Caring for the Cancer Patient

Caring for the Cancer Patient
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In a small restaurant north of San Francisco, I overheard a woman complaining to a friend about the ingratitude of a relative diagnosed with breast cancer. “I don’t understand it,” the woman said. “I tried to be helpful. Isn’t that what you do for family? I told her of the wonderful new supplements I read about on the Internet; things to control her cancer. She almost bit my head off when I offered suggestions. I mean, these weren’t off-the-cuff recommendations. Some came from Dr. Oz. You’d think she’d be more appreciative.”

The woman tried to be helpful and probably was compassionate, but she didn’t understand her relative entered a different world after receiving a cancer diagnosis.

Her agenda of “health through better nutrition,” was something her relative who faced an uncertain prognosis didn’t want to hear.

Changes in Perception

Cancer, either stable or progressive, shapes almost all experiences. The presence of a life-altering disease affects people in more ways than cancer-free people may understand. It often becomes evident when a cancer-free person argues with a friend or loved one his interpretation of what they both experienced was not accurate or an over-reaction. It’s a problem of different perceptions, not honesty.

The changes in perceptions caused by illness or disease were evident when I was at San Francisco State University and treated a young woman who had a stroke. Difficulties in processing information remained after she recovered her speech and language. What had been fulfilling interactions, such as having an intimate conversation with someone in a crowded room, became confusing.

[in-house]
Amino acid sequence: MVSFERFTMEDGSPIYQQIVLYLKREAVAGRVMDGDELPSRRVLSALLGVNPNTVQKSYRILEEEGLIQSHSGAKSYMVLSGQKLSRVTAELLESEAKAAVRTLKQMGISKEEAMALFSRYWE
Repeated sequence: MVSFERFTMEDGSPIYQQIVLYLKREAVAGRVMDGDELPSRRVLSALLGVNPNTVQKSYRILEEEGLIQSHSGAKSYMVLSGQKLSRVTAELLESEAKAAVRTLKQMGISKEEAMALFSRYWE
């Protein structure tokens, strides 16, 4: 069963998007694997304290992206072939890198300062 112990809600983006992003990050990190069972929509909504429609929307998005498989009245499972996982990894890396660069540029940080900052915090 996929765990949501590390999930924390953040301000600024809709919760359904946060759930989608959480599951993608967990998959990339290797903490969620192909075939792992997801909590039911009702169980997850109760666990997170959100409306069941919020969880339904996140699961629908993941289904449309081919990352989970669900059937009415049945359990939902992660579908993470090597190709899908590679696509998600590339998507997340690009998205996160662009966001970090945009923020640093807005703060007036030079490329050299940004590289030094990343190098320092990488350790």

The types of words were no different than those spoken at social events she attended before the stroke, but her ability to understand them in the presence of noise was impaired.

She told me her friends didn’t understand the cognitive changes the stroke caused. She walked without any paralysis, seemed to understand everything and spoke with the same eloquence she had before the stroke.

They couldn’t see the stroke’s effects, so they didn’t modify their expectations of what their friend was capable of doing. They would choose favorite restaurants, and because they were considered “happening places” they were noisy. Noise for my client meant it would be an evening of confusion, frustration, and humiliation. She would look at someone who was speaking, smile, nod her head, and have no idea what the person was saying. The experience was devastating. Her stroke, just as cancer does, changed her world.


Even knowing someone has cancer doesn’t sensitize people to the changes the disease causes. A patient struggled to hold on to short-term memory as his brain tumor grew. He could keep a multitude of dates in his mind before cancer. With the cancer’s progression, even writing down the dates didn’t help since he forgot to look at his calendar. When a relative who knew of the diagnosis chastised him for forgetting a birthday party, he realized how few people could understand his new world.

Different Worlds

The philosopher, Merleu-Ponty, wrote about the futility of believing reality is objective. We see the world, according to phenomenologists, through a complex array of filters that distort emotions, feelings, and events in ways consistent with each person’s values and needs.  The distorting effects of these filters become evident when we crunch information into something going beyond observations.

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